Political Notebook

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Wallflowers wait in House District 84

Indiana House District 84 in Allen County has a lot of upsides.

It runs decidedly Republican, is compact geographically and whoever holds the seat doesn’t have to walk in any parades.

So why the lack of interest in the vacancy left by the recent resignation of Randy Borror?

When former U.S. Rep. Mark Souder resigned his congressional seat, 15 men and women jumped to run in the caucus to fill the ballot for a special election and general election.

Similarly, when Rep. Matt Bell, R-Avilla, decided not to seek re-election to House District 83, seven people vied for the fall ballot spot.

But that’s not the case with House District 84, which includes much of St. Joseph Township and a handful of precincts in Washington and Adams townships.

Borror expected about 10 people to jump in the race – especially because a number of high-profile politicos live in the district.

And because Borror resigned immediately, whoever wins the first of two caucuses will serve in the seat for about three months before the fall election, making that person technically an incumbent.

Instead, only three people have declared – Allen County Commissioner Bill Brown, former Fort Wayne Community Schools’ board member Jon Olinger and former Souder aide Derek Pillie.

The deadline to file is July 28 for a July 31 caucus.

Andrew Downs, director of the Mike Downs Center for Indiana Politics, said he thinks the poor showings of several candidates in the Souder and Bell caucuses have caused some people to take their time deciding.

“You don’t have to jump in as a candidate in order to get the temperature. I think that’s what’s happening,” Downs said. “I think a lot of people are calling around to the 50 or so precinct (officials) to see what their chances are.

“They saw folks get zero or one vote in the recent caucuses. Why would you put yourself through that? Find out if you have support before you announce,” Downs said.

Downs also noted that if anyone ever had thoughts of running for state office, this is the ideal situation.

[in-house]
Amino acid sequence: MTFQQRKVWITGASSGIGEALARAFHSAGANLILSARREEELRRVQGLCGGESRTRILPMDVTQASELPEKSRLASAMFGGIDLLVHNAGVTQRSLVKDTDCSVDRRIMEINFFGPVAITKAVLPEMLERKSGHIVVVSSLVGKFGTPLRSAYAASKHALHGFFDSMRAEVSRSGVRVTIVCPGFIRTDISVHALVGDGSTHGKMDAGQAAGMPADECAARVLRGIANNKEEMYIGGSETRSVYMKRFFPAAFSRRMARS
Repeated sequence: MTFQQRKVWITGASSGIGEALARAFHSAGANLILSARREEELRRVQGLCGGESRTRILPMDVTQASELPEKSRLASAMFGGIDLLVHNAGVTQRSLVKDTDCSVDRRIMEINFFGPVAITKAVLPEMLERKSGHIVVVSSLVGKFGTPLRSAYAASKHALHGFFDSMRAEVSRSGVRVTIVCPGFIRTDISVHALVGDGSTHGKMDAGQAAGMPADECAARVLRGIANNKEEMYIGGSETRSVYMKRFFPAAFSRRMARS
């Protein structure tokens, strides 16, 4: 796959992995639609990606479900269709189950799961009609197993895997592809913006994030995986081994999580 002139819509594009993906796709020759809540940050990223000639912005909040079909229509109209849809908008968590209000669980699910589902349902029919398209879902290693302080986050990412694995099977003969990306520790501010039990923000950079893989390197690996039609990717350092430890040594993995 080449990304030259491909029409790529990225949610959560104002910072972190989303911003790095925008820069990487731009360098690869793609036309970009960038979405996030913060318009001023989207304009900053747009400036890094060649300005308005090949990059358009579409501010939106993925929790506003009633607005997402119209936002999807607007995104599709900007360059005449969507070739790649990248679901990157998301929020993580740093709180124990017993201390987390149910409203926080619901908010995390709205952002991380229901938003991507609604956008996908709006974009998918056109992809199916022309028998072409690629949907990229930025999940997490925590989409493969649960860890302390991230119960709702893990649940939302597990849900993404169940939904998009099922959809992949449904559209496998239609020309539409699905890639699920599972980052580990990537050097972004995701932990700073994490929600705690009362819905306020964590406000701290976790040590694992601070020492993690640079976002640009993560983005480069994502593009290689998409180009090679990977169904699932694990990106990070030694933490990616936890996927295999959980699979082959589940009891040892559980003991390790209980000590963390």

“It’s a gimme,” he said. “You get 27 people to think you are the best candidate, and you are the winner.”

Office politics

One week on the subject of Mayor Tom Henry’s new offices in Renaissance Square wasn’t enough for the City Council, as several members chimed in a second time last week.

Councilman Tim Pape, D-5th, took the opportunity to attack the critics of the building’s executive suites by giving a detailed history of the offices that were originally built for Lincoln National executives.

He discussed how the suites were opened in 1994 and were designed by Schenkel Shultz to recognize the company’s 90th year. The executive foyer was inspired by Ford’s Theatre in Washington and featured a copy of the last portrait of Abraham Lincoln.

Pape’s effort seemed to work, as one of the chief critics of the offices, Councilman Tom Smith, R-1st, seemed to reverse his stance. Saying he understood it would be expensive to remove these features, Smith said the city should now embrace them and tout one of the best mayor’s offices in the country.

“I have no doubt that could get national attention,” Smith said.

Councilwoman Karen Goldner, R-2nd, who also criticized the opulence of the offices, said she realized people didn’t want to spend money to make the area less nice.